Originally Posted by pritchet74 View Post
I have those same tubeless tires on my WTO45s. I have found that when they start to lose air at that rate, that the sealant has dried out. Sealant only lasts 3-6 months before drying out.
I just spoke to a technician at the store that carries them. He said that if the tire is properly sealed, it should hold the pressure for about a week before it starts to drop.

He also said if the tire appears to be leaking, without knowing what kind of sealant is in there now, that I should remove one side of the tire, clean out the old sealant put the tire back in place and add a bottle of new sealant. He said not to mix different manufacturers' sealants.

Lastly, he said I should run the pressure at close to the tire manufacture's recommended setting for the size of the tire. In the case of mine, which are Continental 5000 TL 25's, the recommended psi is 109. The technician suggested 100. He said the rims are designed for it.

Last edited by Jared Purdy; 10-28-2021 at 12:45 PM.
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  #25  
Old 10-28-2021, 11:26 AM
NHAero NHAero is offline
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Stans recommends 2 ounces of sealant for road tubeless. Unless you're a lot heavier than most folks, 100 psi seems high for tubeless 700Cx25.



Quote:
Originally Posted by Jared Purdy View Post
I just spoke to a technician at the store that carries them. He said that if the tire is properly sealed, it should hod the pressure for about a week before it starts to drop.

He also said if the tire appears to be leaking, without knowing what kind of sealant is in there now, that I should remove one side of the tire, clean out the old sealant put the tire back in place and add a bottle of new sealant. He said not to mix different manufacturers' sealants.

Lastly, he said I should run the pressure at close to the tire manufacture's recommended setting for the size of the tire. In the case of mine, which are Continental 5000 TL 25's, the recommended psi is 109. The technician suggested 100. He said the rims are designed for it.
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  #26  
Old 10-28-2021, 11:32 AM
Jaybee Jaybee is offline
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I couldn't disagree more strongly with the recommendation to run 100psi. That's going to feel like a rock unless you're north of 350 lbs. I also question any blanket recommendation to run a certain pressure without knowing all the parameters. Use a tire pressure calculator like the Zipp/Sram one.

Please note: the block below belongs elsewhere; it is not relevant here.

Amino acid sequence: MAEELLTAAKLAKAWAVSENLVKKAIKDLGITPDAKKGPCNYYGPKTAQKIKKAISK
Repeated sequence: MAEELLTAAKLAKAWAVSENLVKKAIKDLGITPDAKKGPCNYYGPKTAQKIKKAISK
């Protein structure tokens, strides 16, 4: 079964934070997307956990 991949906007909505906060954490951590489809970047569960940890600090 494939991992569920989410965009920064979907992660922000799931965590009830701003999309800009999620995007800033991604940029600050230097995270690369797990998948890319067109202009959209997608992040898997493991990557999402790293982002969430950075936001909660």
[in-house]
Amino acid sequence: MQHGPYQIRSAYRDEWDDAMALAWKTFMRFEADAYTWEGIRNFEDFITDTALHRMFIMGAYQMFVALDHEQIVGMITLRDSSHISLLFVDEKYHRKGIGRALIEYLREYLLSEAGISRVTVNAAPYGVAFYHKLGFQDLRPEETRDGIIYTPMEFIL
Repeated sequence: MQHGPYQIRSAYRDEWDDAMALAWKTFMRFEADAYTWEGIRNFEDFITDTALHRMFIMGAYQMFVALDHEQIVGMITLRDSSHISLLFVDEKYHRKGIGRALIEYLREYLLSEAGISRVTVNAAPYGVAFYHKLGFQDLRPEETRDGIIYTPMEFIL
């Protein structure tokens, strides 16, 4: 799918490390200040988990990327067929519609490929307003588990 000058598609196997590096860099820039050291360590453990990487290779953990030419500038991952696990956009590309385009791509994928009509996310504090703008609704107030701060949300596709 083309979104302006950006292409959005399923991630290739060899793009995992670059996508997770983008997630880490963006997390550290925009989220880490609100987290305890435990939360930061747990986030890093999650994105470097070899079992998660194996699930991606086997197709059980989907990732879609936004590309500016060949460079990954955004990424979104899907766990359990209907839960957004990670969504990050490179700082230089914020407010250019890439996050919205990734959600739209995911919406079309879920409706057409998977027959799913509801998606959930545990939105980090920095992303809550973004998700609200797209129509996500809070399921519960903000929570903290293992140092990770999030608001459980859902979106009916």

https://axs.sram.com/guides/tire/pressure


Also, while I agree that it wouldn't hurt to pull the tire and start fresh, the mixing of sealant types causing some type of catastrophic unwanted chemical reaction is greatly overstated. If you are losing that much psi in 24 hours and can't hear sealant sloshing, then there's not enough to react with your new sealant anyway, even if they weren't all essentially the same goop with different dyes. The primary reason I would tell you to do this is so you understand your tire/rim/sealant system better.
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  #27  
Old 10-28-2021, 11:40 AM
PaMtbRider PaMtbRider is offline
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A couple of thoughts. As mentioned above, regardless of condition of the wheels, or what type of sealant, it dries up and needs periodic replacement. I just did this on my gravel bike that has been sitting unloved for the last 6 months.

Your technician is clueless regarding tire pressure with tubeless setup. Over 100 psi is ridiculously high.
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  #28  
Old 10-28-2021, 11:49 AM
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biker72 biker72 is offline
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Quote:
Originally Posted by oldpotatoe View Post
It's actually not that big of a deal.

https://www.youtube.com/watch?v=PoVOspzNoW8
They don't make them one at a time????
Great video. Thanks.
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  #29  
Old 10-28-2021, 12:02 PM
MikeD MikeD is offline
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Dunk the inflated tire in water. You'll see where it's leaking.
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  #30  
Old 10-28-2021, 12:11 PM
qnz qnz is offline
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I have 2 sets of tubeless road wheels, including WTO45s. I would say they lose about 2psi a day starting from 70psi but wont fall lower than 40psi. I have to pump them up every weekend